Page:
To learn more about Darwin’s observations of flowers and the insects that pollinate them, Locally Sourced Science contributor Esther Racoosin attended one of the Darwin Days events.  It was a presentation, titled “Pollination and Coevolution:  Love Story or Arms race” by Cornell Professor Anurag Agrawal.  At the beginning of today’s show, you’ll hear about Darwin’s thoughts on co-evolution and Dr. Agrawal’s research on the topic.

Acanthurus lineatus, the striped surgeonfish

Later in the show, you’ll hear an interview produced by Cornell undergraduate Alejandro Schmieder.  He spoke with Cornell Assistant Professor Esther Angert about her research on a type of bacteria, Epulopiscium, that lives inside the gut of tropical surgeonfish.  Angert talks about how those two organisms have perhaps co-evolved to develop a symbiotic relationship that allows them to survive changing conditions in the ocean.

And, lastly, you’ll hear our science events calendar for the week.

Image Credits: Paleontological Research Institution, Anurag Agrawal, Cornell University Dept. of Microbiology

Show Producer: Esther Racoosin

Interview of Cornell Professor Esther Angert: Alejandro Schmieder

Science Calendar: Esther Racoosin

LSS 79: The Pale Blue Dot -Anniversary & Astronomy Special

In this episode, we celebrate two significant anniversaries! This month is the 3rd anniversary of Locally Sourced Science, and we celebrate it with a new music and voice introduction by Joe Lewis. We also celebrate the 30th anniversary of the famous photograph of planet Earth taken from the farthest point ever. This photo that Carl Sagan titled “The Pale Blue Dot” was taken by Voyager I on February 14, 1990.

To celebrate this anniversary, Mark Sarvary spoke with Lisa Kaltenegger, director of the Carl Sagan Institute, and with writer and director Nick Sagan, Carl Sagan’s son. Kaltenegger talks about the Voyager 1 mission, the Pale Blue Dot picture, and the Carl Sagan Institute. Nick Sagan spoke to us about the legacy of his father, who was both a scientist and a storyteller.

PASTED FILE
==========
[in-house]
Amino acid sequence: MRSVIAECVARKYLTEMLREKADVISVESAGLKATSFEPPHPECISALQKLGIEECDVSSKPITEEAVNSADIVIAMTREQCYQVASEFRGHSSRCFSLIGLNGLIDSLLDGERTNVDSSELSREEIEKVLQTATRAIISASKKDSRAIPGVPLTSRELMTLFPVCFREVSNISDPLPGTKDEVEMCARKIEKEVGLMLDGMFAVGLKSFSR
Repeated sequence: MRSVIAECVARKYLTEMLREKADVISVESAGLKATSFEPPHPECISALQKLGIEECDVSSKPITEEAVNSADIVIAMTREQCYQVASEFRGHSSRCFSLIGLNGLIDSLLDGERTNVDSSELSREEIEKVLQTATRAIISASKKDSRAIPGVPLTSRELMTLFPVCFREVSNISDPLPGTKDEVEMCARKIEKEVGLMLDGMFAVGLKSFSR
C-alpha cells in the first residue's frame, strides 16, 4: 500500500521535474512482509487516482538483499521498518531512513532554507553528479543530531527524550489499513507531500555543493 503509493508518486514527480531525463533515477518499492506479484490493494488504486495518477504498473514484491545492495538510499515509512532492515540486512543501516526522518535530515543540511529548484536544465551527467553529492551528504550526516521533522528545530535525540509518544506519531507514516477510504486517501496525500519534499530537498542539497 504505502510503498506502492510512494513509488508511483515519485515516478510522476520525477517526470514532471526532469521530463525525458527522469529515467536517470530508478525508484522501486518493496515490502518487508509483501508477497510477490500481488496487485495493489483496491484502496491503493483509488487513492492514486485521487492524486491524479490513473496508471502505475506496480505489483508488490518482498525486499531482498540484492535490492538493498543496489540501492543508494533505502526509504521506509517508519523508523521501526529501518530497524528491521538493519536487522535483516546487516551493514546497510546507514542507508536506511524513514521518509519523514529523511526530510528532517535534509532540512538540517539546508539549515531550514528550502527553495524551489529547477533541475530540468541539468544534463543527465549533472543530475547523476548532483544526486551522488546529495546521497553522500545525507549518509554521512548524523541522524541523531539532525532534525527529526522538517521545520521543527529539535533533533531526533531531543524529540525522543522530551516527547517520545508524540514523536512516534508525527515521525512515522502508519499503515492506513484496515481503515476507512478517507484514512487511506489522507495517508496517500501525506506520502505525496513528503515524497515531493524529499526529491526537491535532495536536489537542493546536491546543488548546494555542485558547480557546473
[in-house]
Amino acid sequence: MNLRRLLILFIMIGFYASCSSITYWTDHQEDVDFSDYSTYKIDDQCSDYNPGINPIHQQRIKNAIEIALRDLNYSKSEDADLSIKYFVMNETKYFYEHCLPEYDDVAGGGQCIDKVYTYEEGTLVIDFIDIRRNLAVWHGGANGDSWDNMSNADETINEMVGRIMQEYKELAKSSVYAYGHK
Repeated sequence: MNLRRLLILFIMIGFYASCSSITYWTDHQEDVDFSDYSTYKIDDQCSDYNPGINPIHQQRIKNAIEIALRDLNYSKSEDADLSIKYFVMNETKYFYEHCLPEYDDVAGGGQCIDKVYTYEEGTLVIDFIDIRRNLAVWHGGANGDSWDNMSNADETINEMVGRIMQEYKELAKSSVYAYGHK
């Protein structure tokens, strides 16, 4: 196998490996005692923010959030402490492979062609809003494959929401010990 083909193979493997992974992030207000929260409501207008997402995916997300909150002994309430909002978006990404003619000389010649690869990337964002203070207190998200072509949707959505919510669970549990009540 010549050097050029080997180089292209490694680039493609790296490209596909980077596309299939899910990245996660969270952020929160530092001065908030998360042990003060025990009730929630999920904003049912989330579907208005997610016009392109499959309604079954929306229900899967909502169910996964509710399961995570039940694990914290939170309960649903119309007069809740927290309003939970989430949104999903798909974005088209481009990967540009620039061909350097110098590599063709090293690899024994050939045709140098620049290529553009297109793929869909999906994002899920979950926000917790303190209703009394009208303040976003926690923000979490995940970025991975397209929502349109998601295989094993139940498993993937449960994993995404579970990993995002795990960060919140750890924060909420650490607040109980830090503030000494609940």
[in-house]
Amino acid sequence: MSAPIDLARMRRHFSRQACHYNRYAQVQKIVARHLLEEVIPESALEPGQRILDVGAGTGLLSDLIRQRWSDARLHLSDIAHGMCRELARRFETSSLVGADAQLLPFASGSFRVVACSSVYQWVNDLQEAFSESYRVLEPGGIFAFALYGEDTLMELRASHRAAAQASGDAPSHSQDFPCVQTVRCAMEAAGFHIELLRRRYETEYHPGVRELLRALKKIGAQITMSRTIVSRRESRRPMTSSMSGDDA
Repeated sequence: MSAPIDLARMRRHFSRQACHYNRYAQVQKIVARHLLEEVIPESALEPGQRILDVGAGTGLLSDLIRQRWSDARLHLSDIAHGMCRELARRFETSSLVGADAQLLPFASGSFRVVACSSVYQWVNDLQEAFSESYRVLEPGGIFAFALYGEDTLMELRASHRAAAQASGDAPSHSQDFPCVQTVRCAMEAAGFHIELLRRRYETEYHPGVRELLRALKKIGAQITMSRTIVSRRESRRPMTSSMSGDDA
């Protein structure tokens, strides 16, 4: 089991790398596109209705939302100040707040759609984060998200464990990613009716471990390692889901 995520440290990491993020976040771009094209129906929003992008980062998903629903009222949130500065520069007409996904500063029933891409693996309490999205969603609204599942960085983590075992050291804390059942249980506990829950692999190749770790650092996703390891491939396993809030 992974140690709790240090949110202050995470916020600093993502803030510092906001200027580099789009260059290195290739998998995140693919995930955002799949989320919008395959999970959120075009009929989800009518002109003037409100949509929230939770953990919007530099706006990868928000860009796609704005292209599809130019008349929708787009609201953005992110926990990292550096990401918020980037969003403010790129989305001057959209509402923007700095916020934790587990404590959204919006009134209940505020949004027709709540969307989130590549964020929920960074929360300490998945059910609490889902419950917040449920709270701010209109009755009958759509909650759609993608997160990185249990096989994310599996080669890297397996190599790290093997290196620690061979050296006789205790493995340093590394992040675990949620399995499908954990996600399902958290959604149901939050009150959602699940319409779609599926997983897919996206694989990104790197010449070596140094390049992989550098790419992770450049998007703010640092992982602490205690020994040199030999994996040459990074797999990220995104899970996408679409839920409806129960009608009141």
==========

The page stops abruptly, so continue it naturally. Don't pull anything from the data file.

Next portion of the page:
Sagan wrote in his “Pale Blue Dot” book: “That’s here. That’s home. That’s us. On it everyone you love, everyone you know, everyone you ever heard of, every human being who ever was, lived out their lives. … There is perhaps no better demonstration of the folly of human conceits than this distant image of our tiny world.”

Image Caption

This narrow-angle color image of the Earth, dubbed ‘Pale Blue Dot’, is a part of the first ever ‘portrait’ of the solar system taken by Voyager 1. The spacecraft acquired a total of 60 frames for a mosaic of the solar system from a distance of more than 4 billion miles from Earth and about 32 degrees above the ecliptic. From Voyager’s great distance Earth is a mere point of light, less than the size of a picture element even in the narrow-angle camera. Earth was a crescent only 0.12 pixel in size. Coincidentally, Earth lies right in the center of one of the scattered light rays resulting from taking the image so close to the sun. This blown-up image of the Earth was taken through three color filters — violet, blue and green — and recombined to produce the color image. The background features in the image are artifacts resulting from the magnification.

Image Credit: NASA/JPL

Producer: Esther Racoosin

Interviews: Mark Sarvary

Science News: Liz Mahood

Science Events Calendar: Esther Racoosin